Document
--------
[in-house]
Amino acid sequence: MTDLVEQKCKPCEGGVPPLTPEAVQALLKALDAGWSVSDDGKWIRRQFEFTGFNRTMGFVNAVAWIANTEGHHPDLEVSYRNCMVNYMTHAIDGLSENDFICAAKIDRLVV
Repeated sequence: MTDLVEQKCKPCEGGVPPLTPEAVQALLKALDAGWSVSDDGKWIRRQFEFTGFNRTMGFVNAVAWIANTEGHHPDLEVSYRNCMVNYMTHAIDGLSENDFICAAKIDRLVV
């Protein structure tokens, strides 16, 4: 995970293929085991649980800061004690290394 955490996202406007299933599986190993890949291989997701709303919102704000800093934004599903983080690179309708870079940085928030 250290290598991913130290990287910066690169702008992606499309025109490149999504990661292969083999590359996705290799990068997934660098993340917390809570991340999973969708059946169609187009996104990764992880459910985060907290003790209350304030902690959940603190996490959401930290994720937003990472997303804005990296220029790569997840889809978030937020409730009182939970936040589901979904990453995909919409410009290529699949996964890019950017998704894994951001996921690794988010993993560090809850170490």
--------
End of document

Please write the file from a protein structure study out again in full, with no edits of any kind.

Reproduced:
[in-house]
Amino acid sequence: MTDLVEQKCKPCEGGVPPLTPEAVQALLKALDAGWSVSDDGKWIRRQFEFTGFNRTMGFVNAVAWIANTEGHHPDLEVSYRNCMVNYMTHAIDGLSENDFICAAKIDRLVV
Repeated sequence: MTDLVEQKCKPCEGGVPPLTPEAVQALLKALDAGWSVSDDGKWIRRQFEFTGFNRTMGFVNAVAWIANTEGHHPDLEVSYRNCMVNYMTHAIDGLSENDFICAAKIDRLVV
């Protein structure tokens, strides 16, 4: 995970293929085991649980800061004690290394 955490996202406007299933599986190993890949291989997701709303919102704000800093934004599903983080690179309708870079940085928030 250290290598991913130290990287910066690169702008992606499309025109490149999504990661292969083999590359996705290799990068997934660098993340917390809570991340999973969708059946169609187009996104990764992880459910985060907290003790209350304030902690959940603190996490959401930290994720937003990472997303804005990296220029790569997840889809978030937020409730009182939970936040589901979904990453995909919409410009290529699949996964890019950017998704894994951001996921690794988010993993560090809850170490």